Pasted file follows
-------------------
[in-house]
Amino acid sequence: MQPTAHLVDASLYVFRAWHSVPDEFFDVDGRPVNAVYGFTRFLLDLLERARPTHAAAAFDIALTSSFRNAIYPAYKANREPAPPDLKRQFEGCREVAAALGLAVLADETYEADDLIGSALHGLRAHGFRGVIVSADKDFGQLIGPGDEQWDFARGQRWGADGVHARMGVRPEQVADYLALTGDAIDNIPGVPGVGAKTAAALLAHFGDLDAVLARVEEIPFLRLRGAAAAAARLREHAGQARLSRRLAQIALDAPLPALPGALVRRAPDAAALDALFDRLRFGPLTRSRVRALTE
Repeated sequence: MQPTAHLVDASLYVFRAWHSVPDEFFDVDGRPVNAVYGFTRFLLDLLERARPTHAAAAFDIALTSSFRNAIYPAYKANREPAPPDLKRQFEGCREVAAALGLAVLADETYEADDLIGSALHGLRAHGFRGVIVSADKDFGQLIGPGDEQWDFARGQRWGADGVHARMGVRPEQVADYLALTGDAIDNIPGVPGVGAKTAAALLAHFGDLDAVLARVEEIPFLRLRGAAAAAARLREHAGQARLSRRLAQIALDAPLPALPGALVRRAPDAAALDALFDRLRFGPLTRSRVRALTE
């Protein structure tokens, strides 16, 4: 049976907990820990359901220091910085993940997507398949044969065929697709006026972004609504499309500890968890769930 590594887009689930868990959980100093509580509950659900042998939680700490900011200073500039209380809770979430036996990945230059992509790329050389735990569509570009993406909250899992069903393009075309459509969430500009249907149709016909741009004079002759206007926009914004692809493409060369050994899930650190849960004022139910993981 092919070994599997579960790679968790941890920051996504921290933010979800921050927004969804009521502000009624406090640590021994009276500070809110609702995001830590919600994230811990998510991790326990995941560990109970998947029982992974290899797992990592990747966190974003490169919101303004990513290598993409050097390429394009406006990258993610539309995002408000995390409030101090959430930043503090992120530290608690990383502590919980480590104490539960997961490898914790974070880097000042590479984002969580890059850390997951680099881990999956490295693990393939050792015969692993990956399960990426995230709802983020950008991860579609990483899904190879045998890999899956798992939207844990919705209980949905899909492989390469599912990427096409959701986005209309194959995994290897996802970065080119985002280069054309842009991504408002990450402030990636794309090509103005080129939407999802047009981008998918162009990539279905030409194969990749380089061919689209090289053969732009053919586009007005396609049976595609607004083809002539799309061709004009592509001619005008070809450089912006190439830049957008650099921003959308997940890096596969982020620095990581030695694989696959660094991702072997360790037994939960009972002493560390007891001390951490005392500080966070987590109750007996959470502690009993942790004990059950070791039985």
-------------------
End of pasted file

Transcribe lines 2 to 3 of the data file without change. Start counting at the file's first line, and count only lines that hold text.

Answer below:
Amino acid sequence: MQPTAHLVDASLYVFRAWHSVPDEFFDVDGRPVNAVYGFTRFLLDLLERARPTHAAAAFDIALTSSFRNAIYPAYKANREPAPPDLKRQFEGCREVAAALGLAVLADETYEADDLIGSALHGLRAHGFRGVIVSADKDFGQLIGPGDEQWDFARGQRWGADGVHARMGVRPEQVADYLALTGDAIDNIPGVPGVGAKTAAALLAHFGDLDAVLARVEEIPFLRLRGAAAAAARLREHAGQARLSRRLAQIALDAPLPALPGALVRRAPDAAALDALFDRLRFGPLTRSRVRALTE
Repeated sequence: MQPTAHLVDASLYVFRAWHSVPDEFFDVDGRPVNAVYGFTRFLLDLLERARPTHAAAAFDIALTSSFRNAIYPAYKANREPAPPDLKRQFEGCREVAAALGLAVLADETYEADDLIGSALHGLRAHGFRGVIVSADKDFGQLIGPGDEQWDFARGQRWGADGVHARMGVRPEQVADYLALTGDAIDNIPGVPGVGAKTAAALLAHFGDLDAVLARVEEIPFLRLRGAAAAAARLREHAGQARLSRRLAQIALDAPLPALPGALVRRAPDAAALDALFDRLRFGPLTRSRVRALTE